Neither is an outright revolt. Neither move amounts to what Ed Miliband termed ‘cracks appearing in the coalition’. Both Davis and Hughes remain in support of the coalition agreement – Hughes will ‘support the Budget’, and Davis, to his enormous credit, has made excessive and illiberal detention periods his raison d’être. The coalition will shrug; confident that their legislation will pass without being trimmed. Hughes’ immediate threat is probably greater, but watching the Lib Dem reaction to the Budget and speaking to government sources I doubt Hughes will muster enough dissent to worry the coalition’s whips, even with Labour’s support.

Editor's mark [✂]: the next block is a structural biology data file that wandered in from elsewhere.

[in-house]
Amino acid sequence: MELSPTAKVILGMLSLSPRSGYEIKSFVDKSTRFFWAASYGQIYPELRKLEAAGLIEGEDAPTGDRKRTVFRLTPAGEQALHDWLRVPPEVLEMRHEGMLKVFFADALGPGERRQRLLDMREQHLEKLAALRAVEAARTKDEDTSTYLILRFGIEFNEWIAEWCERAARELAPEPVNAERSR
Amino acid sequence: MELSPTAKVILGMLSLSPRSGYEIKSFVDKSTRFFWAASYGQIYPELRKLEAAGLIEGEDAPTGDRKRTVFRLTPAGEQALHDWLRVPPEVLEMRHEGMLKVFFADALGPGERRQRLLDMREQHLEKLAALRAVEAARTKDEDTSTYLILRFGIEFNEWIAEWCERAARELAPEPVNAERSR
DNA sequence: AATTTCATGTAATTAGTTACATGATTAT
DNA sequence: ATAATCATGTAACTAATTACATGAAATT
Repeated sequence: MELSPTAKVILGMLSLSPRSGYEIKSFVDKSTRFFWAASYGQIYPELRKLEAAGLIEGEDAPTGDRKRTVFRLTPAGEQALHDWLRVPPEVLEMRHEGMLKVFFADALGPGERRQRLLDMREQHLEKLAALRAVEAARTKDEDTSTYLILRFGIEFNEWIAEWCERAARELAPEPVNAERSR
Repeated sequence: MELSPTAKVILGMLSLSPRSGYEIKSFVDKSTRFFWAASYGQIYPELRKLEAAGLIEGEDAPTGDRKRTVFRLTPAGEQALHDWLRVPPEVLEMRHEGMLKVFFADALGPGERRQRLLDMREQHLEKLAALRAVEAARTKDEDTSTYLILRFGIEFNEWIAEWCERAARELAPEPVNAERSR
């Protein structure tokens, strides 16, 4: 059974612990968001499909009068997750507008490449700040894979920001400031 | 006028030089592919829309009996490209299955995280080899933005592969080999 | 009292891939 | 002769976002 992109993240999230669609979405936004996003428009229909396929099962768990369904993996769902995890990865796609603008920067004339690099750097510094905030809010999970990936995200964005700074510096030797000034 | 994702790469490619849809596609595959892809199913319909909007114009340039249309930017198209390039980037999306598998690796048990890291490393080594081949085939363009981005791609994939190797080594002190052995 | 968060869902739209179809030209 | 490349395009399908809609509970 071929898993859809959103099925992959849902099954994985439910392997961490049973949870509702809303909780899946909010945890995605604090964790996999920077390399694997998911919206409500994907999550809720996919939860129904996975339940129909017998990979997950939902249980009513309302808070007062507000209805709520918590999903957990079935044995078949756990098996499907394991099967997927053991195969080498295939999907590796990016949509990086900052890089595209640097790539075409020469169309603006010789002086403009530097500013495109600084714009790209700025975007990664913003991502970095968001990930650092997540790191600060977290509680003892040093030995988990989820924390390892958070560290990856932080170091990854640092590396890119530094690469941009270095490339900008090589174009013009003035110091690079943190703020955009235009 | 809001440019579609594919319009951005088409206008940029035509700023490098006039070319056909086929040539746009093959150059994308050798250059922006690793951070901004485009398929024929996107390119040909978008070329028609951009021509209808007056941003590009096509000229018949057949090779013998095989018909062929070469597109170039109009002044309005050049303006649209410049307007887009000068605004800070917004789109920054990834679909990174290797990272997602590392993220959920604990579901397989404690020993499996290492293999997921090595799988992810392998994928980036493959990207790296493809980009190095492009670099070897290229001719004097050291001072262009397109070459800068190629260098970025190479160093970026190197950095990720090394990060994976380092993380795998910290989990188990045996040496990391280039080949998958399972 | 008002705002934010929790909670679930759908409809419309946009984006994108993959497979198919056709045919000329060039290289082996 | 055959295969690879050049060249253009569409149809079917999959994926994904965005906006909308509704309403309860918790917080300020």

Yet all conflicts have their warning signals. Politics Home has published a poll into the public’s response to the Budget. Osborne’s measures have been cordially received, but the VAT hike and the freeze on tobacco and alcohol duties are considered ‘unwise’, if not unpopular. More serious parliamentary revolts will form around these two marginal talismen as the coalition's honeymoon ends and compromise deepens.